One of the distinctive features of traditional Russian cuisine is that it was very filling. It involved a lot of pastry, dairy products, cereals, bread, and so on. Fruit were mostly represented by apples, plums, cherries, sweet cherries, cherry plums and the likes. As for vegetables, mostly root vegetables like potatoes, turnips, and beetroots were used for cooking. There’re also strong traditions of fasting in the Russian Orthodox Church - you were not allowed to eat meat or fish under several periods of the year, including the very restrictive Lent. My Grandmother also says that in the countryside, meat hardly appeared on the table in summertime.

So, good substitutes for meat were pies. And the fillings for those pies were… quite filling:) Potatoes, eggs, rice, or buckwheat in a pie?! This definitely does seem too heavy nowadays, but people did a lot of physical work back then and they needed heavy meals. Besides, they didn’t have all those addictive snacks that we nibble throughout the day.

I’m convinced that a lot of those recipes can be adapted to modern tastes and lifestyles. And I’m sure they are worth it. For example, I love the Potato and Mushroom pie which we made this weekend. It’s comforting and rustic in a nice way. It has a layer of sliced jacket potatoes, fried onions, and champignons, all topped with sour cream and egg. Finally, add some fresh parsley, which brings you the essential daily dose of vitamins. Mm?

Potato&Mushroom Pie
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Draniki (Potato Pancakes Belorussian style)

Draniki

We haven’t posted any new recipes for a long while – not because we’ve been starving our family as you might have presumed, but because I’ve been ill and absolutely unwilling to approach the PC. This also meant I didn’t really have any cooking sessions with my Mum. However, being ill and staying at home gave me the time to do some relaxed cooking in the mornings, which was so good! During those three weeks I cooked record-breaking quantities of French toasts and omelets!

Alright, but we do have some Eastern European recipes in stock, and I’d like to start with a very simple one: Draniki. This Belorussian method of making potato pancakes is also very typical for Russian and Ukrainian cuisine. Actually, I guess you can find these in nearly every European cuisine (starting with German) and beyond, because everybody loves crispy golden potatoes!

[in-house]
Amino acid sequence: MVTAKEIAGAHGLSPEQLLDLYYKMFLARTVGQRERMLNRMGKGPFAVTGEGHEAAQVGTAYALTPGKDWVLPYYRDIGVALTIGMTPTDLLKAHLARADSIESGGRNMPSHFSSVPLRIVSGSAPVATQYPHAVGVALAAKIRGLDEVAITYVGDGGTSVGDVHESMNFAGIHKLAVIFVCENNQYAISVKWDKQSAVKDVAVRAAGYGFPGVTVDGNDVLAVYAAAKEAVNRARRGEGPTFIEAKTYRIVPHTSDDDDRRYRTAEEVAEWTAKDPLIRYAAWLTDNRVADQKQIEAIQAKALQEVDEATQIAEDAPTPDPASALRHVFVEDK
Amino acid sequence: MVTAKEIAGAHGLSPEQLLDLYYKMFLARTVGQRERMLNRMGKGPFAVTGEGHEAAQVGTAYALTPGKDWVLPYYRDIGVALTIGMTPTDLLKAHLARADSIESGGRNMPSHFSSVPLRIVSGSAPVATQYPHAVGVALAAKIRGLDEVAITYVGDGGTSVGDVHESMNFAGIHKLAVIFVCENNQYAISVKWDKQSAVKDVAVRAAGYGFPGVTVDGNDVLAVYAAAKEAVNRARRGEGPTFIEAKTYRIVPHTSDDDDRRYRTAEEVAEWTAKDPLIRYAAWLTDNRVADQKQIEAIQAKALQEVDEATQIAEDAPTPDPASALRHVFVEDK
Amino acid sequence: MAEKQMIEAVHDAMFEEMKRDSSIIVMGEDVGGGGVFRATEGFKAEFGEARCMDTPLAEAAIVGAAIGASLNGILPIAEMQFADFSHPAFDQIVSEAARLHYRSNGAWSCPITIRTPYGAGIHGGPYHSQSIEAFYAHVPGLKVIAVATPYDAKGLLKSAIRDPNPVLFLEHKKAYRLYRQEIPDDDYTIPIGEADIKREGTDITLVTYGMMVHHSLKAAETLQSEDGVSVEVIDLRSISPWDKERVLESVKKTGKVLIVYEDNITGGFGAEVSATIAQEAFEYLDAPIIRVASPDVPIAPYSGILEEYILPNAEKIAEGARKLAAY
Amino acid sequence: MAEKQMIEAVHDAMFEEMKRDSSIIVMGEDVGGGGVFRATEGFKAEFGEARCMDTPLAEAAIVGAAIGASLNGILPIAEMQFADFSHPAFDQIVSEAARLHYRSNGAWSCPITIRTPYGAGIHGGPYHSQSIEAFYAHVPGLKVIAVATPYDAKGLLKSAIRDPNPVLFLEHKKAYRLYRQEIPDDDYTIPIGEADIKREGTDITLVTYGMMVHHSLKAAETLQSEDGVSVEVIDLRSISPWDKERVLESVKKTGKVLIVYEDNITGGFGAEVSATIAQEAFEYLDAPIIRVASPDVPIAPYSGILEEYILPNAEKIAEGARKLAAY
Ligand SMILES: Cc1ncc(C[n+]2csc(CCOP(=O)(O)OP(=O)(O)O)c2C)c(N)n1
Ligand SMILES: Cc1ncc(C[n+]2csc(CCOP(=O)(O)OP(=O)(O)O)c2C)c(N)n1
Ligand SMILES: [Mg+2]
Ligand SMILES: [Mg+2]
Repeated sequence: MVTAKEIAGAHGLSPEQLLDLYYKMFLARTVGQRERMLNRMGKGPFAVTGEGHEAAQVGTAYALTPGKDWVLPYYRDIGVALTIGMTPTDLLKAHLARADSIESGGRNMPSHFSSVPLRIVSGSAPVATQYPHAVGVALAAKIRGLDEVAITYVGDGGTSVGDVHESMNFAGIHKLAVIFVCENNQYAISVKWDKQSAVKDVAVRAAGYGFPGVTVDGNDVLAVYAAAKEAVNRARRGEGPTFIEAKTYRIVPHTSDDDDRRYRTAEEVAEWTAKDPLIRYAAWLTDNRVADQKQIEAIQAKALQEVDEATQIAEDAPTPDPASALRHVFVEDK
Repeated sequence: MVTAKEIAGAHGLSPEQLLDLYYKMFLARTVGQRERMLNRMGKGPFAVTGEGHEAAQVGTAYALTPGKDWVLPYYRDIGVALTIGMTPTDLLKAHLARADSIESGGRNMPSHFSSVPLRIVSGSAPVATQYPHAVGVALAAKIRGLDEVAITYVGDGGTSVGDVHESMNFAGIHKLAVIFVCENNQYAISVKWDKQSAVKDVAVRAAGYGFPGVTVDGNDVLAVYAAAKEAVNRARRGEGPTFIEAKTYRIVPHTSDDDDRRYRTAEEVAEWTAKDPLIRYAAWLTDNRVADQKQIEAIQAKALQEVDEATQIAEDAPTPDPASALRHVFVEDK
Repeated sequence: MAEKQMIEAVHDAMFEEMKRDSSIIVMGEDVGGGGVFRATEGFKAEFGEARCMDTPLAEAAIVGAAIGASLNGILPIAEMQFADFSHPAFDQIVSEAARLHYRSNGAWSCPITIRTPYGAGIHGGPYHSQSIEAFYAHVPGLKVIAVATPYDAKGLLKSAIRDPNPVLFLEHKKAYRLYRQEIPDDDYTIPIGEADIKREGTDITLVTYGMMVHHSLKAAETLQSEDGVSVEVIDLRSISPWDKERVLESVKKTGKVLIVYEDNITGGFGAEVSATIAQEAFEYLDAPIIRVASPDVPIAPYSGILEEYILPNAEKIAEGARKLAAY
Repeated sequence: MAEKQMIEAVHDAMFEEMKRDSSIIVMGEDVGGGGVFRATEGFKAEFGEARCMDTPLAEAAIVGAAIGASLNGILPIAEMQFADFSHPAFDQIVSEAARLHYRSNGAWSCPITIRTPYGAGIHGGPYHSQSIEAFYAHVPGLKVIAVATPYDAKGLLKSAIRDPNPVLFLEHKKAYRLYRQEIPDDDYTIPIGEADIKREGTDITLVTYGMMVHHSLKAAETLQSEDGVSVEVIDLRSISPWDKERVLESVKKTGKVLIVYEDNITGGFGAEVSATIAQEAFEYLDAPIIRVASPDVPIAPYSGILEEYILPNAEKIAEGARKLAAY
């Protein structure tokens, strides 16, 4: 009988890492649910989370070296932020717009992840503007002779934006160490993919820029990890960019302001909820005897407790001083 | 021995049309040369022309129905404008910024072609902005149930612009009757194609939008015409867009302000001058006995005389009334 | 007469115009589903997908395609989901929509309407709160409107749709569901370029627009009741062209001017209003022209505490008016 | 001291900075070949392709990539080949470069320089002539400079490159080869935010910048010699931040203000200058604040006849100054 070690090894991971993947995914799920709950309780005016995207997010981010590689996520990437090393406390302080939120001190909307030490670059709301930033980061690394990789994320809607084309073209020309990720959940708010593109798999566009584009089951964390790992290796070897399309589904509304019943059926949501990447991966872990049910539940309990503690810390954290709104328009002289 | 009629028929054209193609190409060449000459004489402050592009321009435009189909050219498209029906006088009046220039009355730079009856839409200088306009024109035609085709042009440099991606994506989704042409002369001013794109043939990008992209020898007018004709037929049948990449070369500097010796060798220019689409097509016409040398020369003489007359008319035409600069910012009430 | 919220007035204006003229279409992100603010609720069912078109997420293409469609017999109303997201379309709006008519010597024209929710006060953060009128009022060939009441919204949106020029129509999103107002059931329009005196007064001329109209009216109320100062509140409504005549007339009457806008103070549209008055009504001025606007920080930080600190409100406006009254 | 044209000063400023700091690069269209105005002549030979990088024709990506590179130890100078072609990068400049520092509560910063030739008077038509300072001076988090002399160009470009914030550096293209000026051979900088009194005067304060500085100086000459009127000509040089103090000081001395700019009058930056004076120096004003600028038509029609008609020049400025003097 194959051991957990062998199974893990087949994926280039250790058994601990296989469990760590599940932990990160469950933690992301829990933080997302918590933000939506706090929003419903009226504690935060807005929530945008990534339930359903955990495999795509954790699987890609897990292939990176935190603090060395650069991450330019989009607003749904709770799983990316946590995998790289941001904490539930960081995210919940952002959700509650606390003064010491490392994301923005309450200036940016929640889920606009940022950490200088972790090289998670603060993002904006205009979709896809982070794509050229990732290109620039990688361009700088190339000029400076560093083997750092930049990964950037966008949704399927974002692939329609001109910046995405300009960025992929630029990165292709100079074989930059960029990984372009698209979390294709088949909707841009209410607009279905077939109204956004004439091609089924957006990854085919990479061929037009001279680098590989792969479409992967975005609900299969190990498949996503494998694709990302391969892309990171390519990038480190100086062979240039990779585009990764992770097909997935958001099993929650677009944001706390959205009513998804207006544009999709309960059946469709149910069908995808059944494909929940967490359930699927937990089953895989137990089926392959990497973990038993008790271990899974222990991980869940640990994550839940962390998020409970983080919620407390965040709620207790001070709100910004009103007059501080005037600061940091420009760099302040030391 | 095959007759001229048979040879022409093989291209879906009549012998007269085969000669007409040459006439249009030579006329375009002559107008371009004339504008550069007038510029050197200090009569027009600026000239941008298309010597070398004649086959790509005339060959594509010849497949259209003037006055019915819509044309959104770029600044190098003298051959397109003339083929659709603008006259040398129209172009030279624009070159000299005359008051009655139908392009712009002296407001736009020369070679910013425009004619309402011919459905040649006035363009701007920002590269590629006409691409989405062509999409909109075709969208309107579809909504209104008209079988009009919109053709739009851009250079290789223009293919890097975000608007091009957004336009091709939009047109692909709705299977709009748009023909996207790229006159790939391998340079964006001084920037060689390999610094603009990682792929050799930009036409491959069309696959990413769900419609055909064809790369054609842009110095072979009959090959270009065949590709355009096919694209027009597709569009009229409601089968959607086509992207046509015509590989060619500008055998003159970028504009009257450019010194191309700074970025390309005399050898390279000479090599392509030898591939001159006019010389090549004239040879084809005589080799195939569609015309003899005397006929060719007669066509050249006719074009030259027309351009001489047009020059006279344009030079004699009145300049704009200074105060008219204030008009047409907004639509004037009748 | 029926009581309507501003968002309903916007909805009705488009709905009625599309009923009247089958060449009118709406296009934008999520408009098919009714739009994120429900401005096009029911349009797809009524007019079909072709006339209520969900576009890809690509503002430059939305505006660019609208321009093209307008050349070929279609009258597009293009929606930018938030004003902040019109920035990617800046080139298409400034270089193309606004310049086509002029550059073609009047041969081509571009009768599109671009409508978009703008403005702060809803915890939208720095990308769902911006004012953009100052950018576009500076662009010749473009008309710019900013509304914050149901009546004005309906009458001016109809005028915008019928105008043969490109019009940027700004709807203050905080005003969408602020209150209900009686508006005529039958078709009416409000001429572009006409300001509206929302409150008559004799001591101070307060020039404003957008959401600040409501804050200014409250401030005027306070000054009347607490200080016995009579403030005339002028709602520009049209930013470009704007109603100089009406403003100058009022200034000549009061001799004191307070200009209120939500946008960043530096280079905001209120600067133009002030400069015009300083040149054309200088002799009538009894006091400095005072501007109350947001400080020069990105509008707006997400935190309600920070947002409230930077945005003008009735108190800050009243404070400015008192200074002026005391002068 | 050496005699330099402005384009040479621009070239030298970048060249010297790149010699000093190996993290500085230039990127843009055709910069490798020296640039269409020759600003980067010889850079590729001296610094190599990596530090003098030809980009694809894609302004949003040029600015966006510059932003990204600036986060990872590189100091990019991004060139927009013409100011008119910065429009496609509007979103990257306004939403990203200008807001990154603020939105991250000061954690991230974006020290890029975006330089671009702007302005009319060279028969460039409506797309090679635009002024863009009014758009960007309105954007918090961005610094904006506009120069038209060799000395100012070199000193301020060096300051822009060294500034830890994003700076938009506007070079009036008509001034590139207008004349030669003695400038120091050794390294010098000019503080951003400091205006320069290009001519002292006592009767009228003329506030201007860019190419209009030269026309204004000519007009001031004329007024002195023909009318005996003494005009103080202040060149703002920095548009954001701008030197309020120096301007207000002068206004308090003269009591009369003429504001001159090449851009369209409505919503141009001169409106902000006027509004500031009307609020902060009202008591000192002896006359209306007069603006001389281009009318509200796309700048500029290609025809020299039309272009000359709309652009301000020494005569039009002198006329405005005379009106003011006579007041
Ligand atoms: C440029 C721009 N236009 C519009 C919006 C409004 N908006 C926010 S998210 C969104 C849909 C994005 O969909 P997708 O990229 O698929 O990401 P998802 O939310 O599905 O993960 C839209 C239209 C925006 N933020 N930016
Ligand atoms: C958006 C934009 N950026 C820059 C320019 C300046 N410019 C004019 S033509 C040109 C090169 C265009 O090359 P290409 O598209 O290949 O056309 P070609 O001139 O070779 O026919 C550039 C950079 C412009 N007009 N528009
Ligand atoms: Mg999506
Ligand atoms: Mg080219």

Draniki are usually served with smetana (sour cream) or with garlic sauce, which can be made with minced garlic and herbs stirred into smetana or vegetable oil.

Draniki, Potato Pancakes
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Are you curious to learn more about Eastern European cuisine?
RussianSeason.net is a food blog run by two Russian-speaking women - a mother (Natalia) and a daughter (Alina) - living in Latvia. Natalia is a professional artist and Alina is the co-owner of a web directory of Russian-speaking businesses in Europe. We both cook and Alina writes posts and takes photos.
In our blog you'll find a range of (mostly tweaked&adapted) recipes from Russia, Eastern Europe, the Baltics, and former USSR. But we can't restrain ourselves from experimenting with other cuisines too :)
Stano is the guy behind the Slovak version of this blog. He is currently living and working in Latvia and is also known as the Man Who Makes Alina Eat A Lot Of Cakes, because he hardly ever eats cakes or pies she bakes. He doesn't have a sweet tooth, you see. Stano also provides us with traditional Slovak recipes - such as Halušky that he's been promising to make for 7 months now :) Just be patient - we're sure he will eventually do it!
Ivanka is the largest cross-cultural project Alina and Stano have been ever involved in:) We hope she will be a foodie too when she grows up!
Our email address is: russianseason@gmail.com

Priyatnovo appetita! (Bon appetit!)